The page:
black and white film development the tolerances allow for you to be off a few degrees but it is good practice to aim for the right temperature. I use the iPhone app Massive Dev Chart App but any clock will do. However. . “room temperature” in my house is around 20 degrees C so there isn’t anything special I need to do to maintain the correct temperature. b) Prepare the timer you will use to time each of the steps. during the summer the house is a bit warmer so I will put each of the cylinders in a water bath to keep them around 20 degrees. In the winter.
stop and fix times for the chemicals you are using.Make sure you know the development. Stop and fix times will normally be written on the packaging and if you are not using an automated timer like the .
Repeat this every minute until the end of the developing time. the film is normally fixed in about 3 minutes but I normally fix for 5 minutes. Read the information that came with the chemicals. The actual fixing time will depend on the fixer being used. j) Repeat this agitation every minute until the end of the fixing time. Set the tank down on the counter. g) Pour in the fixer and agitate for 1 minute. There are many different agitation techniques. One is to use a rod to rotate the reel in the tank but more common method is to invert the tank and bring it back right side up. i) Every minute after the first. c) At the end of the first minute. Put the top lid back on the tank. c) Of course you also need your developing tank with the unprocessed film already loaded. Pour out the stop bath.Massive Dev Chart app. . When fresh. Step 2 – Development Once everything is in place. Some people do it at twice this rate. Note: here I agitate continuously for the first minute. Step 3 – Wash The film is now developed and fixed and can be exposed to daylight. Some people just agitate for a few seconds initially. gently tap the tank on the counter to dislodge any air bubbles from the sides of the film. b) Gently agitate the tank for 1 minute. agitate gently for around 10 seconds and tap the tank to remove the bubbles. a) Pour the developer into the developing tank and start your timer. The reason for agitation is to ensure fresh developer is in contact with the film during the process. You don’t want to over-agitate the chemicals. Pour out the fixer. A key thing is to do this gently. you are ready to start developing. Note: the actual stop time will depend on the stop bath chemicals you are using. gently tap the tank on the counter to dislodge the bubbles and set the tank down on the counter. pour out the developer. I normally invert the tank and return it upright once every 5 seconds. I use Ilford Rapid Fixer. Note: Whether you discard or keep and reuse the chemicals depends on the chemical being used. agitate by inverting the tank four times. f) Pour in the stop bath. h) At the end of the first minute. put on the lid and agitate for about 30 to 45 seconds. d) Every minute after the first. e) A few seconds before the end of the developing time. you can find the developing times for your film/developer combination on the Massive Dev Chart website.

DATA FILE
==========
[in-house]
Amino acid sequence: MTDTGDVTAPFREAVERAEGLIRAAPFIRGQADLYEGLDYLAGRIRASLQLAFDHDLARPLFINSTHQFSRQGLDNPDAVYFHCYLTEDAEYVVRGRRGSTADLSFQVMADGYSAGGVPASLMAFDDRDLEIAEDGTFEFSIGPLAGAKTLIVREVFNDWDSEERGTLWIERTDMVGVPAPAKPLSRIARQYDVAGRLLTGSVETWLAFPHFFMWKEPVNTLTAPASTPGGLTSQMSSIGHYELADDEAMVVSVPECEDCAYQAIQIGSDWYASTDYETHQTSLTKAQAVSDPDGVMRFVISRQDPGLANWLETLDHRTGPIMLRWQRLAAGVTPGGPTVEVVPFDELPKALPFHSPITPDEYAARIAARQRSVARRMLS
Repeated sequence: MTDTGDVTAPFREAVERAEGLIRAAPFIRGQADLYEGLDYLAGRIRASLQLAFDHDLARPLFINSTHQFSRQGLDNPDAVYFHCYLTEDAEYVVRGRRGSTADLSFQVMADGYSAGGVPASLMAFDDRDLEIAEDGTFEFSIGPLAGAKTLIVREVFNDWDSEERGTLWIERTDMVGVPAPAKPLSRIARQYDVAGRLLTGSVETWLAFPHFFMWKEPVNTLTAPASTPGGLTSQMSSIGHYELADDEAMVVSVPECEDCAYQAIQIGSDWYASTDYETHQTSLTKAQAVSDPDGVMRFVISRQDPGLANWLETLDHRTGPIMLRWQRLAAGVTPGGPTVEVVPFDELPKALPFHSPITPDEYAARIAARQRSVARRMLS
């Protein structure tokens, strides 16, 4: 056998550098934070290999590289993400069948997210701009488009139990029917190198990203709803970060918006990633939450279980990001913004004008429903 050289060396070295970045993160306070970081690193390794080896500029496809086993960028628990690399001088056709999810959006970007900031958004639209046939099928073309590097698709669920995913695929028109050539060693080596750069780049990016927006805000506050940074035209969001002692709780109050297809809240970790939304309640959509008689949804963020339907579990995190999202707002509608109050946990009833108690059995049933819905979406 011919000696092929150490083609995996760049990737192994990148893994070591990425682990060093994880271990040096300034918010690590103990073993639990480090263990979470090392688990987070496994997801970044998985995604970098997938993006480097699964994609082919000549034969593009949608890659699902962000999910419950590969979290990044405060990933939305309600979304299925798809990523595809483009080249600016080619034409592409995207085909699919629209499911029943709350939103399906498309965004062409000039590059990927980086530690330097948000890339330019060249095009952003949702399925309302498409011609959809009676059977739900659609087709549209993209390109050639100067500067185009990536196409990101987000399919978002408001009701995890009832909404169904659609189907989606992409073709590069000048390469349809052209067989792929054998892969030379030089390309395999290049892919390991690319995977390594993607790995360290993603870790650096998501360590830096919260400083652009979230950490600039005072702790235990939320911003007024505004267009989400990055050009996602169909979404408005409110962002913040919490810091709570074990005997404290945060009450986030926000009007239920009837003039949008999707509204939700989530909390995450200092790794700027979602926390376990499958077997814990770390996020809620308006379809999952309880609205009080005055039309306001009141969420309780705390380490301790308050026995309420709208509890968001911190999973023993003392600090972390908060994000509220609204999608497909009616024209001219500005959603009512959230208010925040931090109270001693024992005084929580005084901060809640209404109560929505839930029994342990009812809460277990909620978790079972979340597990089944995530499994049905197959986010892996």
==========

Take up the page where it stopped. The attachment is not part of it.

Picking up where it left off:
The next step is to wash the film to remove any remnants of the fixer and other chemicals. There are two main methods for washing film. The first is to run fresh water into the tank (at 20 deg C) for 5 to .